The comments that accompany the annual Readers’ Award ballots are part of what makes editing Asimov’s so rewarding. 2023’s ballots didn’t disappoint. Dick Harding of Schenectady, NY, told us, that “First I have to say that picking the best was like being in a fabulous pastry shop and trying to make up your mind . . . everything looked so good! I enjoyed the inclusion of authors from around the world who gave me a glimpse into different views and approaches to science fiction. I thought Mr. Ledbetter’s story, ‘The Short Path to Light,’ was so much fun to read, combining intrigue, drama, religion, AI compassion, and a crime noir feel. Thank you for all the hard work you do.” Ignacio Viglizzo of Buenos Aires, Argentina, said, “Another great year! Thanks Sheila and all the staff and authors! I voted for the most memorable stories, those that brought some image or idea that was hard to stop thinking about.” READ MORE

Reflections: Advertisements For Myself, Again
by Robert Silverberg

Back in the far-off year of 2017 I wrote a column bearing the unabashed title of “Advertisements for Myself,” shamelessly stealing that name from a book by Norman Mailer. Here, years later, I steal the name from myself for a second round of self-promotion. This is my column, after all. Try and stop me.

Mailer’s Advertisements for Myself was the name of a book of essays, poems, fragments of unfinished novels, and short stories, published in 1959, which stirred a considerable bit of attention at the time. It has nothing to do with science fiction, which these columns are ostensibly about, but bear with me a moment. READ MORE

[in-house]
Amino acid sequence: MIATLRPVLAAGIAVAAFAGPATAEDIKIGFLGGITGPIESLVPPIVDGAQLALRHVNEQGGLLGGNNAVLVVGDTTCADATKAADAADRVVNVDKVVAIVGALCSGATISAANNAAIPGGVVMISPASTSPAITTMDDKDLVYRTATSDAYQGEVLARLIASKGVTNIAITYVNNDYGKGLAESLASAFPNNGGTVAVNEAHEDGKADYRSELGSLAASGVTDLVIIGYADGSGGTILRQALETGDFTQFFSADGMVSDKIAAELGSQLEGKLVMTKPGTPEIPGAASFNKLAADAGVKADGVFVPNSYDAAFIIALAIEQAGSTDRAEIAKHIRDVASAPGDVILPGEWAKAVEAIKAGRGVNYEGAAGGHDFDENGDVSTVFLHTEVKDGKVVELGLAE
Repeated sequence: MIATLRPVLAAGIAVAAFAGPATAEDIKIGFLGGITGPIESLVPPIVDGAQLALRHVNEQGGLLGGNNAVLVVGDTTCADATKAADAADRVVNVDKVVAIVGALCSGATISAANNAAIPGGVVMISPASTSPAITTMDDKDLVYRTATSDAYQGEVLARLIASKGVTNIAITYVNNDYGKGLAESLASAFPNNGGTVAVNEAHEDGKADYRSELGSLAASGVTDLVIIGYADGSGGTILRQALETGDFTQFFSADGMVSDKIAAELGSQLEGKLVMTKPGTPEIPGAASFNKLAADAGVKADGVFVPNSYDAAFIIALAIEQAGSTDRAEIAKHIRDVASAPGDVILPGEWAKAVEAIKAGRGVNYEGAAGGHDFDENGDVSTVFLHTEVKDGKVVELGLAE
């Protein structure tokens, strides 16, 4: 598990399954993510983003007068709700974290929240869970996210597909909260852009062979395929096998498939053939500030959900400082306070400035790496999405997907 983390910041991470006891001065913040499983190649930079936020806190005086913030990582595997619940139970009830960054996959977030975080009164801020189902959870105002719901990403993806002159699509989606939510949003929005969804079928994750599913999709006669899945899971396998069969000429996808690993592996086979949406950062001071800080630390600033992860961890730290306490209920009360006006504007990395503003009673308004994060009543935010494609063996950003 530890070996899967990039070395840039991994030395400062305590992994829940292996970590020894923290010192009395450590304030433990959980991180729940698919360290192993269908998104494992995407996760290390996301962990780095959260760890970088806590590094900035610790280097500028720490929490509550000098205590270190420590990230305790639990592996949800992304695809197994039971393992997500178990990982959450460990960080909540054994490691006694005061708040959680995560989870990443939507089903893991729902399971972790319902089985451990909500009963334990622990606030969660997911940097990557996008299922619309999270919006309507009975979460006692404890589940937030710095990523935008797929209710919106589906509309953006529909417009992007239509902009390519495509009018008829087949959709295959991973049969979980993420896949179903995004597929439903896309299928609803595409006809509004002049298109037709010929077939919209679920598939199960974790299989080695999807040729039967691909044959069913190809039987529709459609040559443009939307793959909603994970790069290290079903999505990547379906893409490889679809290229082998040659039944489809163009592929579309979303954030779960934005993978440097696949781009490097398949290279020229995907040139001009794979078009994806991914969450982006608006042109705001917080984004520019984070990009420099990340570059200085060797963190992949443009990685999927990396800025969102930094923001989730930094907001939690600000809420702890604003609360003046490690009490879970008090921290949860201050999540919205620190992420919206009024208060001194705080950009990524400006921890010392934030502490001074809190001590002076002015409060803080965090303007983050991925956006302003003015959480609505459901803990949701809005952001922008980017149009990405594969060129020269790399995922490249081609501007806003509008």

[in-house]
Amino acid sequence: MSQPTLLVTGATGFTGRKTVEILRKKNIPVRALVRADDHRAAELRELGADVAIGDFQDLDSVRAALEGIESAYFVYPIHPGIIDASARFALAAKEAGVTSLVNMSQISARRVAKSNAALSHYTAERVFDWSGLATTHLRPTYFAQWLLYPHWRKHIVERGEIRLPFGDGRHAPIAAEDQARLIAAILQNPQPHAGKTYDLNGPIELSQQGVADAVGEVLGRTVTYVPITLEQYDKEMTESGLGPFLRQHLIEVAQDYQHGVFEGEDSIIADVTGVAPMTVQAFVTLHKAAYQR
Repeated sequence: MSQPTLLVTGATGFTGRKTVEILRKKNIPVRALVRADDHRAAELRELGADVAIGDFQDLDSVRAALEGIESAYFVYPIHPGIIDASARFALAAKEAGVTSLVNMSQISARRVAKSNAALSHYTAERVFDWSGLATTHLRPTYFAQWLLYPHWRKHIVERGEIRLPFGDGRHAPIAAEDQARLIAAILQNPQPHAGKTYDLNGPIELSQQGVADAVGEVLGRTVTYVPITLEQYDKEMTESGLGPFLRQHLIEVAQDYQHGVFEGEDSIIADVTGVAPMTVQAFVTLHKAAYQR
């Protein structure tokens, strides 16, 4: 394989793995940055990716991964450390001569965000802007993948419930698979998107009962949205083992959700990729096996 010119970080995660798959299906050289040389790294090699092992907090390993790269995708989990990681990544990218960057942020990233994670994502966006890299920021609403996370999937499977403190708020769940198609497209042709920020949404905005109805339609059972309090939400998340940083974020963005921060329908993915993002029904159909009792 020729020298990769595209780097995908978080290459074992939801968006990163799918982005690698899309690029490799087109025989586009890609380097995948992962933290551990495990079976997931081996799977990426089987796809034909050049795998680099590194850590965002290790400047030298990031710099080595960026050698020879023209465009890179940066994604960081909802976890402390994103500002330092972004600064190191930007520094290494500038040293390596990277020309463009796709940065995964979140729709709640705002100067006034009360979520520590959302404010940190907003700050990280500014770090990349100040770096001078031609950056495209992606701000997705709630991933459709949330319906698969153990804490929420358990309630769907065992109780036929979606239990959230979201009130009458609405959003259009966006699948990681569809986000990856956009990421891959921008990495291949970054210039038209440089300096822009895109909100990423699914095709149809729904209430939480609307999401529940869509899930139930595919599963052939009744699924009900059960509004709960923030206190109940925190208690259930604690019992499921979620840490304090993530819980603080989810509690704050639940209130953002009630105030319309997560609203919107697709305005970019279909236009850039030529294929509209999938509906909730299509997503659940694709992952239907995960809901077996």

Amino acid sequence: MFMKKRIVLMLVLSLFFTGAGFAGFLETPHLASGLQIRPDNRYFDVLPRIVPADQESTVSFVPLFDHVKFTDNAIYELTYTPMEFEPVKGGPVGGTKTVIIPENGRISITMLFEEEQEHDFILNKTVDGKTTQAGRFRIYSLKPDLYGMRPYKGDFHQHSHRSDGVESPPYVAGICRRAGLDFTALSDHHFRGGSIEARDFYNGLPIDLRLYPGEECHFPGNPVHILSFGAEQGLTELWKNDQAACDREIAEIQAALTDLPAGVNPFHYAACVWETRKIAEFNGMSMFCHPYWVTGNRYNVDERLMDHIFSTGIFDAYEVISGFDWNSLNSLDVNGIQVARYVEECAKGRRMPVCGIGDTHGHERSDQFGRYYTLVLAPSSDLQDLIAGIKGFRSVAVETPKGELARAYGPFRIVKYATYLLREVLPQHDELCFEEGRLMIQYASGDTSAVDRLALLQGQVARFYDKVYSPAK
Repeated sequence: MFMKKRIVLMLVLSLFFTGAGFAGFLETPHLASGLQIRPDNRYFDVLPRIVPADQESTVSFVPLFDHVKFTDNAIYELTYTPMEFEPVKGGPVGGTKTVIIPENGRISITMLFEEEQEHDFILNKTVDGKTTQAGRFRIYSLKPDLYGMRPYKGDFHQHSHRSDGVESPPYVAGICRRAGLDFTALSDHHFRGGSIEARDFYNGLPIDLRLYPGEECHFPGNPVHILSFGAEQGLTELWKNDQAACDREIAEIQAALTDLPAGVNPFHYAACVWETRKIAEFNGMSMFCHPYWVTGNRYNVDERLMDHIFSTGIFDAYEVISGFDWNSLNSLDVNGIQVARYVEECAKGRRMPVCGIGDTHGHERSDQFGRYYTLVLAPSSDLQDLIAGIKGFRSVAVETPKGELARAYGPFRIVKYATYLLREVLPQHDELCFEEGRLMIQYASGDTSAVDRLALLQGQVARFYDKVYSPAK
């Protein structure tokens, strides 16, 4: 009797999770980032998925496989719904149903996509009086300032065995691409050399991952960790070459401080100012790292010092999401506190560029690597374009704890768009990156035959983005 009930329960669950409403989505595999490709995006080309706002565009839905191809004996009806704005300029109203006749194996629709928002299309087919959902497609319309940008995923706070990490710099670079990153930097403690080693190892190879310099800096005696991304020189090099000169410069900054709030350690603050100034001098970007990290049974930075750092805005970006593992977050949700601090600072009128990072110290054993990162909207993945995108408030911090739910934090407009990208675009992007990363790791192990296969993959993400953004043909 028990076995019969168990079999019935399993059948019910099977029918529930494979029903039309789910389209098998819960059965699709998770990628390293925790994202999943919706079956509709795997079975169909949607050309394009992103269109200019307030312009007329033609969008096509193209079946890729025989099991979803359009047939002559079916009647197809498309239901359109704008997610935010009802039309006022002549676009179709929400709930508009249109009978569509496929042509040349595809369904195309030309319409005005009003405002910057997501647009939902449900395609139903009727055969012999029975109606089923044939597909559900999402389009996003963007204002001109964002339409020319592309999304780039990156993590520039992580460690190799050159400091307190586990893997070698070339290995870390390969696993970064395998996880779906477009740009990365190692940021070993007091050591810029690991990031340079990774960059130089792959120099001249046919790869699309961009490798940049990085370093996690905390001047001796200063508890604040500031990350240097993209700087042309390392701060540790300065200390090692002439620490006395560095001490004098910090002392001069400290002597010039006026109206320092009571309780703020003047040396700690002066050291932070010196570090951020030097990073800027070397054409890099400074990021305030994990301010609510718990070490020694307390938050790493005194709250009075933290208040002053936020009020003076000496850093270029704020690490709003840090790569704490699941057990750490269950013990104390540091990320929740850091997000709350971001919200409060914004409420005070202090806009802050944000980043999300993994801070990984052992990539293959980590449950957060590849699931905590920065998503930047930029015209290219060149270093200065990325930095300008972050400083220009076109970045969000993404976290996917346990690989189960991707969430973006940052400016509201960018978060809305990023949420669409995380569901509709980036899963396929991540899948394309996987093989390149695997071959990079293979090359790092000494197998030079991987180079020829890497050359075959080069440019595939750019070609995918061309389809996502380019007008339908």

On the Net: An Interview with Chatgpt (12/18/2022)
by James Patrick Kelly

I want to interview you for my column “On The Net” in Asimov’s Science Fiction magazine.

Thank you for considering me for your column! As an artificial intelligence, I am happy to answer any questions you may have. Please keep in mind that I am a language model and do not have personal experiences or opinions. I can provide information and insights based on my training data and my understanding of various topics, but I am not a sentient being and do not have the ability to think, feel, or experience the world in the same way that humans do. With that said, I will do my best to provide helpful and accurate information to assist you with your column. READ MORE


Thought Experiment: Aliens, Outsiders, and Things 
by Kelly Lagor

The dozen or so men spread out across a large, melted stretch of ice in the midst of an empty expanse of snow, as the strong Arctic winds gust around them. The men gradually form into a rough circle some thirty meters across. Once in place, they extend their arms out toward one another.  READ MORE

On Books: SF Arising
by Norman Spinrad

By now “science fiction” has come to be used as the moniker of any fiction that speculates around the nonexistent but possible and does not violate the known scientific laws of mass and energy.

But in reality science fiction does not necessarily focus on science or technology, and that which does is called “hard” science fiction by its literary devotees. READ MORE

The SF Conventional Calendar
by Erwin S. Strauss

This is the time to finalize plans for the World Science Fiction Convention in China. If you can’t make it, there’s always Pemmi-Con in Winnipeg in July, the North American SF con, held when WorldCon’s overseas. For an explanation of our con(vention)s, a sample of SF folksongs, clubs, and info on fanzines and clubs, send me an SASE. . .  READ MORE